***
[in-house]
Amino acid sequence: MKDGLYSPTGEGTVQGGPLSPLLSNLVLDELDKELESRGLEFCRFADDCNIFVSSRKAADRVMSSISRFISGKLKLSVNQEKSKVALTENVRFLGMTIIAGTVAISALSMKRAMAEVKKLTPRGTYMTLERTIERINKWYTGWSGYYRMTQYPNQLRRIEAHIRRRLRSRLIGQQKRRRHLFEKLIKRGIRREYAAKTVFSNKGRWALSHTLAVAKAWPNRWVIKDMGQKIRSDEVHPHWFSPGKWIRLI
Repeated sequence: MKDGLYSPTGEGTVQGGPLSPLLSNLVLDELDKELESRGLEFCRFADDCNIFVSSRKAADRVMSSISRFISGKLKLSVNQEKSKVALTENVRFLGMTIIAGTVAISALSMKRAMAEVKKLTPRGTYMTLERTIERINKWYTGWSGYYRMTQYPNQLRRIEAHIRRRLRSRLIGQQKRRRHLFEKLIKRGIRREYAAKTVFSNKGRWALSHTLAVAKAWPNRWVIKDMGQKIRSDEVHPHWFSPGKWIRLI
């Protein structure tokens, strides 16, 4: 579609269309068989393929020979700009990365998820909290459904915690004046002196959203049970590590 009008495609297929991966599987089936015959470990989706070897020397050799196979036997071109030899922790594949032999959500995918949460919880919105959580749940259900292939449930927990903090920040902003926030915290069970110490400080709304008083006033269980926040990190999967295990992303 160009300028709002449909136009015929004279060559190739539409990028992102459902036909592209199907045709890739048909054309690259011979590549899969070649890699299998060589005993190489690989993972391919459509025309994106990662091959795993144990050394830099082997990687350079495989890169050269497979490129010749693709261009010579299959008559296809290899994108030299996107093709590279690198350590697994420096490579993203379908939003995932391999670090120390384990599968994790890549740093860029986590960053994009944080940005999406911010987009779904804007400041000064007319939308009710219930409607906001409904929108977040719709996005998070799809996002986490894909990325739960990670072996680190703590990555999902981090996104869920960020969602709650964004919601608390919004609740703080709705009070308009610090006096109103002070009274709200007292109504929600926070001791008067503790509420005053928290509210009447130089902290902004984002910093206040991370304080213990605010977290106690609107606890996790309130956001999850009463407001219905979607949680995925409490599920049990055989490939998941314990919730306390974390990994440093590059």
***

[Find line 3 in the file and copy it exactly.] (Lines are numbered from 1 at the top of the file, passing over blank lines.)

Repeated sequence: MKDGLYSPTGEGTVQGGPLSPLLSNLVLDELDKELESRGLEFCRFADDCNIFVSSRKAADRVMSSISRFISGKLKLSVNQEKSKVALTENVRFLGMTIIAGTVAISALSMKRAMAEVKKLTPRGTYMTLERTIERINKWYTGWSGYYRMTQYPNQLRRIEAHIRRRLRSRLIGQQKRRRHLFEKLIKRGIRREYAAKTVFSNKGRWALSHTLAVAKAWPNRWVIKDMGQKIRSDEVHPHWFSPGKWIRLI